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Institute for Logic, Language and Computation

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29 October 2009, Logic and Cognition Seminar, Alistair Isaac

Speaker: Alistair Isaac
Title: Modeling Abduction in Perception and Science
Date: Thursday 29 October 2009
Time: 16:00-18:00
Location: Room A.106, Science Park 904, Amsterdam

Peirce first identified abduction as a type of inference distinct from induction and deduction. He claimed that abduction permeates every aspect of human thought, from low-level perception to scientific theory choice. In contemporary philosophy, abduction is frequently considered only in the latter capacity, as a form of high-level scientific reasoning. In A.I., abduction is closely associated with the frame problem, the problem of how to determine relevance. Again, however, philosophers tend to identify this as a problem only for high-level reasoning. Fodor, for example, argues that low-level perceptual processes are encapsulated, and thus immune to the challenges of holistic reasoning, like abduction. In this talk I provide an overview of several different perspectives on abduction. I argue that the fundamental stumbling block for formal models of abduction is its inherently creative character. I conclude with a defence of Peirce’s original insight, arguing that empirical research on perception is a field from which models of abduction in other domains (such as scientific reasoning) can and should draw inspiration.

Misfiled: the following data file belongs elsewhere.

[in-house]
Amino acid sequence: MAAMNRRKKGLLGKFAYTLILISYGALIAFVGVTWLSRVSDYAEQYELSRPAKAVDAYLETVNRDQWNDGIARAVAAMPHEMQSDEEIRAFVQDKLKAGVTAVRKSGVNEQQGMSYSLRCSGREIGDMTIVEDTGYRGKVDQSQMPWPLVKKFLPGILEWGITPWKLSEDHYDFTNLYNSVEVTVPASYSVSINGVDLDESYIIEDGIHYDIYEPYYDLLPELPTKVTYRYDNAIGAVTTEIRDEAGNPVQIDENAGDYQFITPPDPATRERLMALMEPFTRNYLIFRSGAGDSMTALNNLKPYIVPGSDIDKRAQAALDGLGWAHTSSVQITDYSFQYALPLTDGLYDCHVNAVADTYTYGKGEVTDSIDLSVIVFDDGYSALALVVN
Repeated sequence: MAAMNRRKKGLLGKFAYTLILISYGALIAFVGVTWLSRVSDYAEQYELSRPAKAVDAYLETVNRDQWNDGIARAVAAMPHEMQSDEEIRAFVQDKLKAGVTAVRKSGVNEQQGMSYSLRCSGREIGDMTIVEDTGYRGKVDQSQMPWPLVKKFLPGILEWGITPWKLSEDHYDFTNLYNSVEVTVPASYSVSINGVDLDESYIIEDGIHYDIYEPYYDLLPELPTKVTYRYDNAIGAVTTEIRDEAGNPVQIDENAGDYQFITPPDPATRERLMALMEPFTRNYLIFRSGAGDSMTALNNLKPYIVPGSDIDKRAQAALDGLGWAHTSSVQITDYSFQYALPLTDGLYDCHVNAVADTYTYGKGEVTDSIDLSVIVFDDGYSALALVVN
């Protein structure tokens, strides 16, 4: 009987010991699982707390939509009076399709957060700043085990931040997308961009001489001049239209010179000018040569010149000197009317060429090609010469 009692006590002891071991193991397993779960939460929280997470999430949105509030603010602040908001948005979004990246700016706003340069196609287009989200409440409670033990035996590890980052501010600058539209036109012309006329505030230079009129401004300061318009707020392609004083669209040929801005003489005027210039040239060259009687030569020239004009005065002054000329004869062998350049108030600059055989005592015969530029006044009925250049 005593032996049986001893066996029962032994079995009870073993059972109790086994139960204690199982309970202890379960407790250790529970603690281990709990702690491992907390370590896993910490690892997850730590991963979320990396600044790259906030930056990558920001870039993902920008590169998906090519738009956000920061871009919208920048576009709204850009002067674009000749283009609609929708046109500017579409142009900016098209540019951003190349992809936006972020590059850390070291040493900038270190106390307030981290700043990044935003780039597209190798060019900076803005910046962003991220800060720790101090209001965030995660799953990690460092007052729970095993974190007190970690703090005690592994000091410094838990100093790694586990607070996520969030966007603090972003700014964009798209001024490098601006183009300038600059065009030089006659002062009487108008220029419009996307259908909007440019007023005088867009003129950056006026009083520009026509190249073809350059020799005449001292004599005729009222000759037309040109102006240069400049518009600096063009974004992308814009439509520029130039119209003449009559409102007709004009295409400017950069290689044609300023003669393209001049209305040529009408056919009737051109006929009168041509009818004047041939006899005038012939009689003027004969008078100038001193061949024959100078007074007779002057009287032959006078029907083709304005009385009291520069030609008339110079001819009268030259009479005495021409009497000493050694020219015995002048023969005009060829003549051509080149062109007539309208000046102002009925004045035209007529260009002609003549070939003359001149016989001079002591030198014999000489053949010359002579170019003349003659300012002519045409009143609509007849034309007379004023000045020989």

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Please note that this newsitem has been archived, and may contain outdated information or links.